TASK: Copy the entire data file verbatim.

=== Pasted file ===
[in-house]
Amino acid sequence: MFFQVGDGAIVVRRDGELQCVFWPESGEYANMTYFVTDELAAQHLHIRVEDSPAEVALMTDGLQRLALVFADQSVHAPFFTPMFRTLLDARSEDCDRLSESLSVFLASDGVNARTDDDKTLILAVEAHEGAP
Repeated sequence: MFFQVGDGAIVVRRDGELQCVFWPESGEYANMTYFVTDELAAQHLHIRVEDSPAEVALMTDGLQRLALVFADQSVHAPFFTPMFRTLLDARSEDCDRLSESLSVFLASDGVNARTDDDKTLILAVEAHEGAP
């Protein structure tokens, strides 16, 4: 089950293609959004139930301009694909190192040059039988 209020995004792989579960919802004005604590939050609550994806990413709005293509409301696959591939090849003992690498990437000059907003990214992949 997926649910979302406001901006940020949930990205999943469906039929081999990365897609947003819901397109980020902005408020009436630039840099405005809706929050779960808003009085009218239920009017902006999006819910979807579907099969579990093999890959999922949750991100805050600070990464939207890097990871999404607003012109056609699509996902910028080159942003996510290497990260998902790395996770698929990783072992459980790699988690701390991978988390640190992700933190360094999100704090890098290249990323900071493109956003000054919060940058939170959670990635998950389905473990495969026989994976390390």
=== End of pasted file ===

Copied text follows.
[in-house]
Amino acid sequence: MFFQVGDGAIVVRRDGELQCVFWPESGEYANMTYFVTDELAAQHLHIRVEDSPAEVALMTDGLQRLALVFADQSVHAPFFTPMFRTLLDARSEDCDRLSESLSVFLASDGVNARTDDDKTLILAVEAHEGAP
Repeated sequence: MFFQVGDGAIVVRRDGELQCVFWPESGEYANMTYFVTDELAAQHLHIRVEDSPAEVALMTDGLQRLALVFADQSVHAPFFTPMFRTLLDARSEDCDRLSESLSVFLASDGVNARTDDDKTLILAVEAHEGAP
């Protein structure tokens, strides 16, 4: 089950293609959004139930301009694909190192040059039988 209020995004792989579960919802004005604590939050609550994806990413709005293509409301696959591939090849003992690498990437000059907003990214992949 997926649910979302406001901006940020949930990205999943469906039929081999990365897609947003819901397109980020902005408020009436630039840099405005809706929050779960808003009085009218239920009017902006999006819910979807579907099969579990093999890959999922949750991100805050600070990464939207890097990871999404607003012109056609699509996902910028080159942003996510290497990260998902790395996770698929990783072992459980790699988690701390991978988390640190992700933190360094999100704090890098290249990323900071493109956003000054919060940058939170959670990635998950389905473990495969026989994976390390």